Privacy experts said the Flo case could cause wider user mistrust of women’s health apps.
Flo certainly isn’t the only app accused of mishandling intimate data. In 2019, Privacy International, a nonprofit group in Britain, studied a number of popular period-tracking apps s and reported that two of them transmitted sensitive information — such as details on users’ symptoms and contraceptive use — to Facebook and other companies.
Over the last two years, lawmakers and state attorneys general in the U.S. have begun scrutinizing period-tracking and fertility apps. Last March, several members of Congress sent letters to Apple and Google asking the companies to remove any period trackers that collected users’ health data without obtaining their explicit permission, in an attempt to place more responsibility on the gatekeepers.
In the European Union, the onus is squarely on app developers, giving consumers broad rights to control their data. In particular, a comprehensive E.U. law — called the General Data Protection Regulation — typically requires companies to obtain explicit permission before collecting or sharing sensitive personal information like health details.
Moving Science Forward
Deceptive data mining, misleading privacy policies and other troubling practices do not negate the need for women’s health apps. But regulators going after leaky apps, one by one, doesn’t give consumers much confidence or clarity either.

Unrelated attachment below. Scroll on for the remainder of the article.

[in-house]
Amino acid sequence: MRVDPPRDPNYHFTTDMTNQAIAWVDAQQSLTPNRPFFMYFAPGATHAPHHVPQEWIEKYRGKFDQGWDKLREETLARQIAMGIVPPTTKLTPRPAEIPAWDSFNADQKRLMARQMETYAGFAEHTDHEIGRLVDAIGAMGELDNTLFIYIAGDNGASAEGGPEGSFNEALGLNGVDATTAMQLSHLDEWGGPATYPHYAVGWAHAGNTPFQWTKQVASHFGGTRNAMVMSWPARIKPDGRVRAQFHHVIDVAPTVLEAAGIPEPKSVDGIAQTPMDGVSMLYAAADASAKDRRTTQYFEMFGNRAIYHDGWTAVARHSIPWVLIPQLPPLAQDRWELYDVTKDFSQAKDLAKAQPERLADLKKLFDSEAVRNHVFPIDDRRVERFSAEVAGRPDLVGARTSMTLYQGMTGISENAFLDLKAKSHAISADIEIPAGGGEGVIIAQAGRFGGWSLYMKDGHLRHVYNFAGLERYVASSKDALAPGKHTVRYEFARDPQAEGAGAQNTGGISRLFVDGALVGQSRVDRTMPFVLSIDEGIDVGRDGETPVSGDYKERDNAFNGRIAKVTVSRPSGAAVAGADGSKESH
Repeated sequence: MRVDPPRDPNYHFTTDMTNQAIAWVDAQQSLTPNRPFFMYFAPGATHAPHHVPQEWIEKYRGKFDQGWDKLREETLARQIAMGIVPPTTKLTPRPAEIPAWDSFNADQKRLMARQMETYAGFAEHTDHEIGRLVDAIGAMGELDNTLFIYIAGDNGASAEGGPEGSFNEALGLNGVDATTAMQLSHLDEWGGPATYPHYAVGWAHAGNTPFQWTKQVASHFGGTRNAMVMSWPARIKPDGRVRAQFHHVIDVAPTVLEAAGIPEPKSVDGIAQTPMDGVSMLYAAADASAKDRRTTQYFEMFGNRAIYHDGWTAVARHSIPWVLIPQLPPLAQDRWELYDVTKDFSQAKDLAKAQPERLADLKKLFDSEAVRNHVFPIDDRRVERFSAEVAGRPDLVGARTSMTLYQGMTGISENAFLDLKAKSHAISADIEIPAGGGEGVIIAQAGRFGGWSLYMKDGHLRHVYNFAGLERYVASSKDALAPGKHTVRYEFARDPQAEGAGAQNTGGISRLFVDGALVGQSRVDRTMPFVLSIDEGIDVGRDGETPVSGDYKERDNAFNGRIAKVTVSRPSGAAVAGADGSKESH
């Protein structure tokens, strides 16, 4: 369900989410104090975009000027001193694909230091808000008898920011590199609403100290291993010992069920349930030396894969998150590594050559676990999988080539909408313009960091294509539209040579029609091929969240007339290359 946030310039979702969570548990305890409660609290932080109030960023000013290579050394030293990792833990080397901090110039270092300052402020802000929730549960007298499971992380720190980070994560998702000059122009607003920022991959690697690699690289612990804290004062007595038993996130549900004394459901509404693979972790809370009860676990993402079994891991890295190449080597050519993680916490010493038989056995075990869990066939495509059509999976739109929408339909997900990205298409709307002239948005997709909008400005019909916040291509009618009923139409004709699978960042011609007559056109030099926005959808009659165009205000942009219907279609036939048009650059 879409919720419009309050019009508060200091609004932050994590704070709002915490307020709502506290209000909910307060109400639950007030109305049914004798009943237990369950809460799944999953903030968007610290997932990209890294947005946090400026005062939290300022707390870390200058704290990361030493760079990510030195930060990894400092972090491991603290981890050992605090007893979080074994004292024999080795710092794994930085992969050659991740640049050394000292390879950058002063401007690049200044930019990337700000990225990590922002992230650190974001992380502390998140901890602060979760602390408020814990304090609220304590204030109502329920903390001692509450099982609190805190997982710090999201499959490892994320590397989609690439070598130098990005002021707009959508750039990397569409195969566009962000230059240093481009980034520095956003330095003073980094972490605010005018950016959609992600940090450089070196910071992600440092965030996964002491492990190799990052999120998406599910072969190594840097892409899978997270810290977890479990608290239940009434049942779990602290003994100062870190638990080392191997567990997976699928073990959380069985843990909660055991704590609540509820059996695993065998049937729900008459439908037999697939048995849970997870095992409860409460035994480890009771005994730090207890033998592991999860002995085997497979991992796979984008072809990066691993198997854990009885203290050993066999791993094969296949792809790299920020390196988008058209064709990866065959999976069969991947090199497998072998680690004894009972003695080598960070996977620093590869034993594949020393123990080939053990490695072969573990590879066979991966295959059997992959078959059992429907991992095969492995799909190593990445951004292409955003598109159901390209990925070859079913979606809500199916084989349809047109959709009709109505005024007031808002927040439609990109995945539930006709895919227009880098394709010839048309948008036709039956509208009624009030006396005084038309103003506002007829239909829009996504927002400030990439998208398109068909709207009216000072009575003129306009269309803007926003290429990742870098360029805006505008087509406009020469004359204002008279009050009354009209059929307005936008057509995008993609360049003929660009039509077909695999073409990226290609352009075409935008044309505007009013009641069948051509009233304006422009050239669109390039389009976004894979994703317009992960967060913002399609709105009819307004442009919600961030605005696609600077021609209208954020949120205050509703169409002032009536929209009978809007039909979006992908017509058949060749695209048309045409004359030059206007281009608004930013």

What’s needed, experts suggest, is a new regulatory framework that enables health care providers and researchers to work with consumer apps to better understand women’s health, whether it’s symptoms, medications or different responses to disease.
Until recently, women have been underrepresented in medical research, clinical trials for drugs and vaccines, and even biology textbooks, leaving health care providers with large blind spots in their understanding of and ability to care for women’s bodies, which often have very different needs and responses than men’s bodies.